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Discussion Starter #1
Hello fellow Kawasaki fans,

I am currently in progress restoring a 1994 ZZR 600 E2. I have it to the point where it starts fine, however the idle speed goes ballistic.
It 'idles' between 6k - 8k.

I had the carbies off and cleaned them. However I only opened and cleaned the side with the jets in it, not the other side with the black covers (vacuum side ?)
Could it be a stuck needle valve on this side ?

I tightened all the rubber boot clamps between carbie and engine. The rubber boots appear o.k. and not cracked or deteriorated. Also I adjusted the idle screw
all the way to low idle already and played with the throttle cable adjustment. Both throttle and choke are operating smooth without stickiness and I am pretty
sure the butterfly valve closes all the way.

I have a carbie rebuild kit. Should I take the carbies off again and open the other side and replace the needle valves and seals ? I also noticed that carb 4 is leaking a bit
of fuel, so needle valve stuck open ? This might be part of the problem ?

Thanks for any suggestions,

Andy
 

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Discussion Starter #2
Oh I forgot to say the bike currently doesn't have its airbox installed - sure that wouldn't make a huge difference ?
 

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The float valves reside under the float bowls ...same area which you say you serviced. ??? You didn't see them while carefully inspecting and "cleaning" the area?
However, additionally the vacuum slides and jet needles should be removed, cleaned, rubber diaphragms inspected for rips/tears.
1994? At 26 years old this thing needs new consumables all around (fuel rail orings, float valves) and pro cleaning to assure success on 1 carb pull. Uh, float heights and fuel levels adjusted and confirmed too, maybe?
 

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Discussion Starter #4
Thank you for your reply. Yes, that's the side I've opened, however I only removed the two jets and the jet holders and cleaned them and the float chambers and butterfly valves with carb-cleaner. I did not remove the floats bowls and the float valves. I guess I should have... first time I try to service a carb. I do have new float chamber seals, float valves, float valve seats, float valve o-rings and fuel strainers in a carb rebuild kit. So I guess I remove the carbs and replace those parts. Do you think the high idle rev could be cause by those parts being defective ? The jets and jet holders are nice and clean now after my first attempt of cleaning.

I am a bit scared that I will damage those rubber diaphragms when I remove them, but it sounds like I should have a look in there.

There is a guy here in the area which does ultrasonic cleaning of carbs. For sure the best way to go, but this will be $$$$ :-(

Have not checked the fuel level and float heights.
 

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Internet forum folklore "carbs are easy" is total BS. Precise instruments they are. Experience educates one in troubleshooting various, obscure problems. I did 10 years in a shop as a kid in the 70's before FI was introduced to bikes...you HAD to learn carbs. I'm still kinda in the business to this very day.
BTW...previous owner errors and "adjustments" are classic red flags. Giant, oversized jets (sometimes drilled out!), stripped screws everywhere, gross assembly errors...right.... "carbs are easy". Sure.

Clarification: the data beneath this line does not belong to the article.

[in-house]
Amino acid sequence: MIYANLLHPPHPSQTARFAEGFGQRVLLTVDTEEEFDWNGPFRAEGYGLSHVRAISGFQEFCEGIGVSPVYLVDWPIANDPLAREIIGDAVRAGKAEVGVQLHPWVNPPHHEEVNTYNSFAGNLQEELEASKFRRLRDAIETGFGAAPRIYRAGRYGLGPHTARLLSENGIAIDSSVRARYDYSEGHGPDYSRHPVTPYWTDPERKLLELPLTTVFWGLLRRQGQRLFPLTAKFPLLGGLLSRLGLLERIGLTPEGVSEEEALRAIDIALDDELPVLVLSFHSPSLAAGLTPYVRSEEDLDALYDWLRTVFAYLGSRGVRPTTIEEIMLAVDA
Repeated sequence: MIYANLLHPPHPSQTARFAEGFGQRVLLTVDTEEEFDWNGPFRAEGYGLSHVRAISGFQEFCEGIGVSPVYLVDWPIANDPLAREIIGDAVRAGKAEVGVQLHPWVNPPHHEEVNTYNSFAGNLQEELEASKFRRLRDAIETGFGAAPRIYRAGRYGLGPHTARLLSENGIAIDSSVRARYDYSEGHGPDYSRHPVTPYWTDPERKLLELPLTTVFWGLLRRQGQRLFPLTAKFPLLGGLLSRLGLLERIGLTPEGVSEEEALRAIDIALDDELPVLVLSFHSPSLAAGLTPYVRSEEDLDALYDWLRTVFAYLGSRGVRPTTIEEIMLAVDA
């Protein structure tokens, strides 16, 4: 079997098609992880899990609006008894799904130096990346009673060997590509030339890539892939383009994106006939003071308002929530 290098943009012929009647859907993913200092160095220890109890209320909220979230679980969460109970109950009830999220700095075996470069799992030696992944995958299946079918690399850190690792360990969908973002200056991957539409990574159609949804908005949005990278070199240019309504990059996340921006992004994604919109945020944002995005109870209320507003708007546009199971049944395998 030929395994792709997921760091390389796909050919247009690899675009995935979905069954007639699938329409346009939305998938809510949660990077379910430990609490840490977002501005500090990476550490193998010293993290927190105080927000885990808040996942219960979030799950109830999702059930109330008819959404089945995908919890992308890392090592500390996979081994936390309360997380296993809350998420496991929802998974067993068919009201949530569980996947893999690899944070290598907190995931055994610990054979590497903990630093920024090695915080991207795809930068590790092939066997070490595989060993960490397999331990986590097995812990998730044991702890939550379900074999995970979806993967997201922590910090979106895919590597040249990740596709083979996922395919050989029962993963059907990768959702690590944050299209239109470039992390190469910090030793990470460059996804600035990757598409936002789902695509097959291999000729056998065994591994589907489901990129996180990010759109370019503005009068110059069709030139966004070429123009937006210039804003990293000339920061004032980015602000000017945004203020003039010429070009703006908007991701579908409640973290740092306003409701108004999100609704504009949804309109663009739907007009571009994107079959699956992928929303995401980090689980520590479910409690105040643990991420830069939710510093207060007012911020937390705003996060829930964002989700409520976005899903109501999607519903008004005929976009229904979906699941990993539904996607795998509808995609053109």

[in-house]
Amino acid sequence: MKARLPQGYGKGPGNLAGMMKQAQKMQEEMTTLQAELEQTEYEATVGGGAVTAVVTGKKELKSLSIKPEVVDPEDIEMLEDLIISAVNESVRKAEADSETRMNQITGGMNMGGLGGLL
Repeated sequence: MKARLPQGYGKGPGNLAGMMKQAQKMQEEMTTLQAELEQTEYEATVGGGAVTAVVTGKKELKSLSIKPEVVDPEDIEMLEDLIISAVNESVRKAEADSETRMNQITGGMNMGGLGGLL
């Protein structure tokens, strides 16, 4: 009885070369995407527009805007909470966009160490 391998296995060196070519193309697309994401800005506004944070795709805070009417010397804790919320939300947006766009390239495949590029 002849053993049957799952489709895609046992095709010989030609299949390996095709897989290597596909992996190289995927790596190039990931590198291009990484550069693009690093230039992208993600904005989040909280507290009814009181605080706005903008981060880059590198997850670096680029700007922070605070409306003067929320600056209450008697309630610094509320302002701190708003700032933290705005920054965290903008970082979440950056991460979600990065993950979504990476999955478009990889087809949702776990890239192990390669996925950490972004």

Anyways to your dilemma....some items to check and be aware of:
*rubber intake manifolds at head and airbox side.......check for rips/splits
*bench check the synch of the 4 throttle plates, look for 1 or 2 way out from others (previous hands in there?)
yes, you must do float valves/seats, important to *check all float heights to spec printed in service manual (view instructions)
*be very careful in removing diaphragms for inspection and access to wipe each needle and slide clean. Don't yank on them (the true source of many a ripped diaphragm)
*pull each pilot screw, spring, tiny washer and oring (replace oring) This orifice is part of the tiny, twisting, internal pilot circuit and leads to the pilot jet orifice. Remove both jet AND pilot screw...spray both ends, blow with compressed air.
*assure the idle screw is free and operational, assure the throttle plates react (open and shut) as you adjust idle screw on the bench

Enough carb 101.....if you were here in US, I'd likely have your carbset fixed up in a day, barring further issues, bolt on and run. Not "easy", but done with experience, effort, focus using proper modern equipment.

Good luck with it.
 

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Discussion Starter #6
Thank you so much for your reply and your help. I think I will enlist to help of my local carb expert (he does that for a living). He has the ultrasonic cleaning equipment etc. I give him a call today and see how much this costs me ... but reading your posts I think this is beyond my capabilities and well worth having done professionally and done right once to avoid problems in the future.
While I have them off I will thoroughly inspect the rubber seals at the intake. They looked o.k. when I had the carbs off but I will have a closer look .. maybe there is a bit of false air coming in that way. To bad I am not in the U.S .. I would gladly enlist your help. But shipping them to you from here would cost more than a new set, let alone the various carriers damaging it on route. I let you know how it goes.
 

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I left a lot out, too. There is more, much more, but agreed 26 year old carbs best left to a pro.
 
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